The internet is a wonderful resource for young people and offers unprecedented opportunities for connecting and learning. But it can also be scary. Many parents are afraid their children will be exposed to upsetting content or meet dangerous people online. What are the facts about online risk?

Risk vs harm

First, it’s important to know the difference between risk and harm. The two terms are sometimes used interchangeably, but there is a clear distinction. When we talk about risk, we mean the possibility that something negative or dangerous will happen. Harm, of course, refers to actual damage or trauma.

A lot of our conversations about keeping kids safe online confuse the two. There are certainly risks associated with internet use, but for the majority of young people, these risks will never lead to harm.

A 2014 survey by EU Kids Online, for instance, found that though children are indeed exposed to some risk when they go online, less than a fifth of nine- to 16-year-olds said they had been bothered or upset by something they’d seen online within the past year.

For internet safety information to be helpful, it needs to reflect the reality of young people’s experiences online: the risks they face and the actual possibility of harm. Here are a few common online safety myths, along with the truth about each one – and some tips on using that information to help your children stay safe.

Myth: Sharing personal information online is never safe.

Fact: It’s difficult to interact online without sharing any personal details. Popular social networking sites and email services all require some amount of personal information to get started. The important thing is to ensure that young people are using the right privacy settings.

What can you do?

Encourage your children to think carefully about all the information they share – why do they need to provide it? Who can see it?

Warn them about the riskiest types of online interaction, such as talking to people they have never met face-to-face, sharing revealing images or posting their phone number publicly.

Myth: Social media is too risky and should be for adults and older teens only.

Fact: “Social media” is a broad term referring to a wide range of platforms for connecting and communicating online. Some are safer than others, but they all involve a certain amount of risk – and many incorporate tools for preventing harm, like reporting functions, privacy settings and moderators who remove inappropriate content. Many young people use social media safely and productively.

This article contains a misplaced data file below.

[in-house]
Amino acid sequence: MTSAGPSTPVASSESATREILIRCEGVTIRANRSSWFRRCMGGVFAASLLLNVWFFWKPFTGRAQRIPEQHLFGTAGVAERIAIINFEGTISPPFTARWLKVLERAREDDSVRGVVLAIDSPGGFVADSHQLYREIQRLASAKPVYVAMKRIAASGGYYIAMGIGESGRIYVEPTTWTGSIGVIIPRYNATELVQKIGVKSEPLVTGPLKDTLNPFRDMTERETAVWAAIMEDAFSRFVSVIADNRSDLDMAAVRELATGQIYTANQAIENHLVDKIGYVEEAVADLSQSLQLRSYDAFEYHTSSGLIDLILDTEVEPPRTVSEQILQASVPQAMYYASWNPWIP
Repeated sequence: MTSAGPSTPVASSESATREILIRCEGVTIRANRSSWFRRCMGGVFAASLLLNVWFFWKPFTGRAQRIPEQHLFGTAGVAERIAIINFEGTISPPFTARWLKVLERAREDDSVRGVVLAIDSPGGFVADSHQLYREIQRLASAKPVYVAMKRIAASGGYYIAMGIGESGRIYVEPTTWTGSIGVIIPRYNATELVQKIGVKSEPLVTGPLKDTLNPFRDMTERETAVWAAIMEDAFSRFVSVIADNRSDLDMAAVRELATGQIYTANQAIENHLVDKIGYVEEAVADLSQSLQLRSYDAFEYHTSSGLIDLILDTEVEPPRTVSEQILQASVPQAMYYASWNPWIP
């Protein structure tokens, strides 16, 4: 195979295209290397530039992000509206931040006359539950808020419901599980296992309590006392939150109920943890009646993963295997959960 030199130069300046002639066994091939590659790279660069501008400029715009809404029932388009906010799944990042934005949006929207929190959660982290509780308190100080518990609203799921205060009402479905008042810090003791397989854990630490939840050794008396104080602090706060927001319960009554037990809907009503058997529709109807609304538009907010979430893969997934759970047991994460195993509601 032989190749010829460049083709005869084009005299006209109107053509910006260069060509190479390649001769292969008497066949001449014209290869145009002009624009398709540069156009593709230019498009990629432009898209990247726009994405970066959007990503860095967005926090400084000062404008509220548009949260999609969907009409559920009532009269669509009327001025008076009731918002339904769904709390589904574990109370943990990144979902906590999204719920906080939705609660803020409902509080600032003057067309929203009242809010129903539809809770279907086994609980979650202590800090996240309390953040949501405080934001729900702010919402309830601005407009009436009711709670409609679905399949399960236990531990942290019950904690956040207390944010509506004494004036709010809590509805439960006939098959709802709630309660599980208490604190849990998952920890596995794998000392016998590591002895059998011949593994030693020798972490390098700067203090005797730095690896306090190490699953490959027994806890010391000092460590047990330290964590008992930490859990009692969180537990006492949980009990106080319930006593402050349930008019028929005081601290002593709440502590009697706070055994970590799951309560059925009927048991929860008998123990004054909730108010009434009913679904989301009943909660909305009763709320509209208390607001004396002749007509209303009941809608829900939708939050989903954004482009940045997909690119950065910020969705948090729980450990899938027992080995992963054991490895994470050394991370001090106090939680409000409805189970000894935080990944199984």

What can you do?

Talk to your child about privacy settings and responsible use of social media. Before they set up their first account, you might want to read over the privacy information together and talk about what tools make sense to use.

For instance, they could set all their posts to be visible to friends only. You should also look at the terms and conditions on user age – some sites and apps require users to be over 13, 16 or even 18.

Myth: Putting your family computer in a shared room will help you manage your children’s internet use and make it easier to keep them safe.

Fact: This may have been true at one point, but unfortunately it’s not so simple any more. In the age of smartphones, tablets and other portable devices, young people can access the internet just about anywhere. And even if they don’t personally have a smartphone, they could go online using someone else’s device or at a friend’s house.

What can you do?

Rather than trying to control everything your child sees, focus on building their resilience. The more confident and knowledgeable they are, the more likely it is that they’ll be able to deal with any risks they encounter online.

Myth: Children should avoid all risk on the internet.

Fact: It’s not possible or even desirable to avoid all risk online. Children shouldn’t take risks unnecessarily, of course – but just as you wouldn’t stop a child from learning to ride a bike because they might fall off, keeping your kids from exploring the online world because it could possibly lead to harm isn’t doing them any favours.

What can you do?

Talk to your children about staying safe online in a pragmatic and age-appropriate way. Encourage them to use good judgement and to trust their instinct if they believe something is too good to be true or just doesn’t feel right.

Make sure they know how to use tools like privacy settings to stay safe, while also enjoying all the internet has to offer. Remind them that they can always come to you for help.

Source: parentinfo.org